Hi,
To start, since this question has no variables, we know that we're going to be doing some type of math to get to the answer. Looking at the answer choices, they're all written in the same 'format' - and can be rewritten as a decimal point followed by a bunch of 0s and then a single non-0 digit. When the GMAT gives you an 'ugly looking' fraction to work with, you can often 'rewrite' what you've been given (potentially getting rid of the fraction entirely by reducing it or reformatting it).
The first fraction is .99999999/1.0001.... we can multiply both the numerator and denominator by 10,000... which gives us....
9999.9999/10001
You might recognize a pattern here (there will almost certainly be a string of 9s here) Even if you don't spot the pattern though, with a few division steps, you'll end up with .9999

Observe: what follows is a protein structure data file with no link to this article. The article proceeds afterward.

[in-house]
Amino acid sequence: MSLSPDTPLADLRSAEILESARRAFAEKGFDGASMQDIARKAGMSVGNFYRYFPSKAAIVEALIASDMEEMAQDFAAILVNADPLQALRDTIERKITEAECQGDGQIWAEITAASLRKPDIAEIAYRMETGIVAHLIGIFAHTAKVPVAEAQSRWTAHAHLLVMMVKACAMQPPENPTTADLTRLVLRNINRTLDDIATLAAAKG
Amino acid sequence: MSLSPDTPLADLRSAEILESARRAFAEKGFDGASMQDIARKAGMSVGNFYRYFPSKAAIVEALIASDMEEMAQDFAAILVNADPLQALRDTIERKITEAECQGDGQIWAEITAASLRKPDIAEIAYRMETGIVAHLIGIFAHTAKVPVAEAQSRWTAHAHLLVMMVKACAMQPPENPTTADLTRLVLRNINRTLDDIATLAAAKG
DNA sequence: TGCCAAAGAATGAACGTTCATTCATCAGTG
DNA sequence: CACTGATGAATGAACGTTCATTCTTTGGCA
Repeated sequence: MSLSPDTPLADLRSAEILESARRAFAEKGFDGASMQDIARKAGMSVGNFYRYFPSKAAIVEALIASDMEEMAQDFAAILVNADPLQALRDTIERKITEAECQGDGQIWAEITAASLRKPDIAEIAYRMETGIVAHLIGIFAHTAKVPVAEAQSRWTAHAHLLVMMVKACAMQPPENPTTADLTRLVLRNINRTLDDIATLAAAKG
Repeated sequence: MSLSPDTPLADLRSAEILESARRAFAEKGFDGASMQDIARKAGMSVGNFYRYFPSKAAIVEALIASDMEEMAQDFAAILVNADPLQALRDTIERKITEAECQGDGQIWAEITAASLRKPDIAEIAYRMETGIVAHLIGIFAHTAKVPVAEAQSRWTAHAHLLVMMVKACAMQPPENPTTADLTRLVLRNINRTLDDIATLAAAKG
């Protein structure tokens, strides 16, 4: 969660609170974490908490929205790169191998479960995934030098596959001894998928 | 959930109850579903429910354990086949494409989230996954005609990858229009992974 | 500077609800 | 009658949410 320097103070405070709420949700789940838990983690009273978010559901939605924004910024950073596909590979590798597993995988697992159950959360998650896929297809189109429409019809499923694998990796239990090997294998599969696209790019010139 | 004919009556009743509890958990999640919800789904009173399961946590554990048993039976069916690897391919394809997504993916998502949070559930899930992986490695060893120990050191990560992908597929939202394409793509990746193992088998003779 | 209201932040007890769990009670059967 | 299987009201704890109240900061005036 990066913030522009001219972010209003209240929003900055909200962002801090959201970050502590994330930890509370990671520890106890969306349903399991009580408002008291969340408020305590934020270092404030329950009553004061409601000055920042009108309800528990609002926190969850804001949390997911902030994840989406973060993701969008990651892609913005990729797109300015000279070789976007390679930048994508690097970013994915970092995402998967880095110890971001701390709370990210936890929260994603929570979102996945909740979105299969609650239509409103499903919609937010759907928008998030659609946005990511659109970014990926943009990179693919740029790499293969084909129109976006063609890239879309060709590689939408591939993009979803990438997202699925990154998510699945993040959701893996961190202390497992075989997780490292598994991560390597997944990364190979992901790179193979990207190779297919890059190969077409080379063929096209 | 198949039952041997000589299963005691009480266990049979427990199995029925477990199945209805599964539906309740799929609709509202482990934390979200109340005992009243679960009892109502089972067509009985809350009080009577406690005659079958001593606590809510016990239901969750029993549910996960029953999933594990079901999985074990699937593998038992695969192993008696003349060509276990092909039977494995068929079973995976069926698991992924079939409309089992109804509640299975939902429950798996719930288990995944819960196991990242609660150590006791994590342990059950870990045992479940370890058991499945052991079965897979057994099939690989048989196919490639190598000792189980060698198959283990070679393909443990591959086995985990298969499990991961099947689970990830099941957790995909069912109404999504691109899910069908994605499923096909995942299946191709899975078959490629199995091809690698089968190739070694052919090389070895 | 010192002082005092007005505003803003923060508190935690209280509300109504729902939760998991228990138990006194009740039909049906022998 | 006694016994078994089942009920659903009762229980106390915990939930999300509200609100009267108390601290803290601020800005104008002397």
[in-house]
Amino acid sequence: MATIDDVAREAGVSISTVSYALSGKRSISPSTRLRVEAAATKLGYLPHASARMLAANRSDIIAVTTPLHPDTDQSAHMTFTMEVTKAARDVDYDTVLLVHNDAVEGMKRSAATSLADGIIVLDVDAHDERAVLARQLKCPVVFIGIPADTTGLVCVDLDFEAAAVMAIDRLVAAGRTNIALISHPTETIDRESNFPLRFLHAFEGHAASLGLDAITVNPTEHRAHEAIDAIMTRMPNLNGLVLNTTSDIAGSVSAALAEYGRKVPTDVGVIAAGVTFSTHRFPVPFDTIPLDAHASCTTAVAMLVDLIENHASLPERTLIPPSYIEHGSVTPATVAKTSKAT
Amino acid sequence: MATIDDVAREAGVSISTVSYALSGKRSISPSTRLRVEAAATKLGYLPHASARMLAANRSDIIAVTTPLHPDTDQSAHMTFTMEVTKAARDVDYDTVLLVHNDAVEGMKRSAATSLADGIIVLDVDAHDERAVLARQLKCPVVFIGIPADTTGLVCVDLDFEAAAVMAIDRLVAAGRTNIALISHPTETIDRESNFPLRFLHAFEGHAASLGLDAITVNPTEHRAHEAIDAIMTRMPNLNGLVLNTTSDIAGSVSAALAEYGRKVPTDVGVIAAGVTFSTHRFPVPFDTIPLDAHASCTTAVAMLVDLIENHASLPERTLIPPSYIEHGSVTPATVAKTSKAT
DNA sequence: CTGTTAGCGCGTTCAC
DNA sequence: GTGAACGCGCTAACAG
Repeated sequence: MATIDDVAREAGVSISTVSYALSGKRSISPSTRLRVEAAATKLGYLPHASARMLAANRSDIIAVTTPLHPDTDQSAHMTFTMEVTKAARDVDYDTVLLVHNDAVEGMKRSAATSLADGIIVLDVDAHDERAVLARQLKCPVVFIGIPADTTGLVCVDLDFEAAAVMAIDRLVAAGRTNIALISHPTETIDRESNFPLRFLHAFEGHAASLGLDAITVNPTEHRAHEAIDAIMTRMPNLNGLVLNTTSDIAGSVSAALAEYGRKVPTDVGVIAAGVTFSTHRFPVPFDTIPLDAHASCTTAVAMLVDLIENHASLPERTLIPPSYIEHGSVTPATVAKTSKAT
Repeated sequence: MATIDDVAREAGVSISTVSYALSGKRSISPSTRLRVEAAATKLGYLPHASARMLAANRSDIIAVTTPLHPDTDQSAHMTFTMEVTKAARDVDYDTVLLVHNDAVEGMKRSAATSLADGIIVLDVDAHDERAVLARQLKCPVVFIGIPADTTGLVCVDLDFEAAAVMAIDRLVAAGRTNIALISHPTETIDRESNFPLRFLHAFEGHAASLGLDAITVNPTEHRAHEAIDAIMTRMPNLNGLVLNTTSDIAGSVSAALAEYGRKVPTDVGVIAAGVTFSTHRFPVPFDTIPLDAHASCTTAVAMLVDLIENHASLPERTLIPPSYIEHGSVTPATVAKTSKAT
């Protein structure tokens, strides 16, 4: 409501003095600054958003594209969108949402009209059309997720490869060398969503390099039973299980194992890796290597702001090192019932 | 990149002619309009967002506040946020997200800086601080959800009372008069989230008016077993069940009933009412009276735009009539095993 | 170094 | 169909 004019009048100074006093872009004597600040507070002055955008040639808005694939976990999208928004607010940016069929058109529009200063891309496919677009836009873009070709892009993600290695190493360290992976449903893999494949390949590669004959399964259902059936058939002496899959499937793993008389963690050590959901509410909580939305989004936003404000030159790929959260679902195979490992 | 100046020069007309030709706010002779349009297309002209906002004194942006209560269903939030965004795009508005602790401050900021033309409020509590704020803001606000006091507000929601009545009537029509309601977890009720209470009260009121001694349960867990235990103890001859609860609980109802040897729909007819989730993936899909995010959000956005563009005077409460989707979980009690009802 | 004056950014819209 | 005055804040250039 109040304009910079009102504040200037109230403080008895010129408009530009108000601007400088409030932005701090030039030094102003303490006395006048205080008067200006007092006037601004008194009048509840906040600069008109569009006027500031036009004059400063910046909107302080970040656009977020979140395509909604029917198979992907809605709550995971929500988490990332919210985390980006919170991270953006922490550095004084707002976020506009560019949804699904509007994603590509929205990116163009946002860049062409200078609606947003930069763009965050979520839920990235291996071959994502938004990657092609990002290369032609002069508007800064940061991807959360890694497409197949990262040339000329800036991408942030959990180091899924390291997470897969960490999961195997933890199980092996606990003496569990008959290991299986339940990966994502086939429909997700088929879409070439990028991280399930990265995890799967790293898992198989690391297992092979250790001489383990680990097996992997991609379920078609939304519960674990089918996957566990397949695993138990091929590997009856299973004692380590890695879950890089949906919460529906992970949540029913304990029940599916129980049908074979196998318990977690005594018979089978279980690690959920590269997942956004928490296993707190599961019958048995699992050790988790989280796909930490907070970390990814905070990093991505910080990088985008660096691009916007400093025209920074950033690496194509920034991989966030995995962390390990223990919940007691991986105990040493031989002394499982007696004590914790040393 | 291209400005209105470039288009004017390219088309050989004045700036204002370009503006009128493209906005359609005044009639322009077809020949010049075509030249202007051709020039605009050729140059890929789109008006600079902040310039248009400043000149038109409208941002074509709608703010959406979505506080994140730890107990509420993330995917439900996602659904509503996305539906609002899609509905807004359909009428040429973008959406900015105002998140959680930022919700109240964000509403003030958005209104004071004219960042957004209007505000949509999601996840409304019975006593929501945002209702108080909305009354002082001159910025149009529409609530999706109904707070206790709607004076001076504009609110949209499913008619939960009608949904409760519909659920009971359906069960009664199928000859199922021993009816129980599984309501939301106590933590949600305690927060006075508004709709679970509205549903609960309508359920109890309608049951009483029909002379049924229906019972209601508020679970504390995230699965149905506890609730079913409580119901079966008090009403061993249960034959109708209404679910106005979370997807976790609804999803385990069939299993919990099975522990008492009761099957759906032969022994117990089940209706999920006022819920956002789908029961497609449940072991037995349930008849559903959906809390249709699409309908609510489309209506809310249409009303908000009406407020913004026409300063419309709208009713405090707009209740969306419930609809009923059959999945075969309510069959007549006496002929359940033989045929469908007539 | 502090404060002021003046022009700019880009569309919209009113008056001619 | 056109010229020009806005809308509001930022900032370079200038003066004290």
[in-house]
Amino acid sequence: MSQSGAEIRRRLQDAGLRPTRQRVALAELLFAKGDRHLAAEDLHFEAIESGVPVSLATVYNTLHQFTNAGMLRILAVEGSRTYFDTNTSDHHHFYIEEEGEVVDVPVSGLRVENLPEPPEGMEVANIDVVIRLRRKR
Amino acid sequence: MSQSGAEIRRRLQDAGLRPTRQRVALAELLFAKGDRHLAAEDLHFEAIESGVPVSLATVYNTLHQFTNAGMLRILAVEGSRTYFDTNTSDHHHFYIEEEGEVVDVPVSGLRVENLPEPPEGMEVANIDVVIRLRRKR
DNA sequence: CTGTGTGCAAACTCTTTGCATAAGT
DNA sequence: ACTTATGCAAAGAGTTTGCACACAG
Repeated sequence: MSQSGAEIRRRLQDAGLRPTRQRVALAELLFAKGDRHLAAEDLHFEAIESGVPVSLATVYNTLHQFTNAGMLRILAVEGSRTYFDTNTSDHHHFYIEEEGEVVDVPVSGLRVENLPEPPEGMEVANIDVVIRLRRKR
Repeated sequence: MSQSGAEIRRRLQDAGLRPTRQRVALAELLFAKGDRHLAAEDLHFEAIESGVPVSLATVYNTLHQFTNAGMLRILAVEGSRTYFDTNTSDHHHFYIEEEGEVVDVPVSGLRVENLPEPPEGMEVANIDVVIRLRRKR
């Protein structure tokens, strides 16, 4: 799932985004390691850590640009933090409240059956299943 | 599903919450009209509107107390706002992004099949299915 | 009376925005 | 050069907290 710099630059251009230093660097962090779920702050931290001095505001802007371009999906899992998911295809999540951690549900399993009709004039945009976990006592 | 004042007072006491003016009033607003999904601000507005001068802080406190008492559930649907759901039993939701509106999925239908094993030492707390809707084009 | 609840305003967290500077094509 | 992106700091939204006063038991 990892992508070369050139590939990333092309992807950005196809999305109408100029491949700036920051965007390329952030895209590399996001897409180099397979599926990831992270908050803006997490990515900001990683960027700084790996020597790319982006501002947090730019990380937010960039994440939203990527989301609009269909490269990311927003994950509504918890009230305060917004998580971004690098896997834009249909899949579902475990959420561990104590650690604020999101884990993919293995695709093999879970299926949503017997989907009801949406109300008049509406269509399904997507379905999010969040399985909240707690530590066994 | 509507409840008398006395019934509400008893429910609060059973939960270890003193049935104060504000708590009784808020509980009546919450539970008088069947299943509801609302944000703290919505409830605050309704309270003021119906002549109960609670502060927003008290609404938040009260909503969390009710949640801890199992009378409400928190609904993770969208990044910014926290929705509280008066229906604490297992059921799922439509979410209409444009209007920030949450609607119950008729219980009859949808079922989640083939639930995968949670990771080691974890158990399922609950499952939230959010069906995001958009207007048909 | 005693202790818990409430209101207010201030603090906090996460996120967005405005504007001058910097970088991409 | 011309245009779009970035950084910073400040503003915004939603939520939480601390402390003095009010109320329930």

This is interesting for a couple of reasons. First, it's only 4 decimal places (notice how three of the answers fit that pattern while two of them don't). Second, you should again consider the format of the answer choices... each answer is a bunch of 0s followed by a single non-0 digit. That result won't happen if you're subtracting an 8-digit decimal from a 4-digit decimal. Thus, it's almost certain that the second fraction will ALSO be a 4-digit decimal.
Using the same approach that we used on the first fraction, we can rewrite the second fraction as...
9999.9991/10003
Before you do any math, think about how a '3' divides into a '1'.... what will the last digit in this decimal probably be? Since 7x3 = 21, that last digit will almost certainly be a '7'. With a little work, you can prove it. You'll end up with .9997
Subtracting the two decimals, you'll have .9999 - .9997 = .0002
Notice the '2' as the last decimal point? It won't take much to find that answer.
Final Answer:
GMAT assassins aren't born, they're made,
Rich
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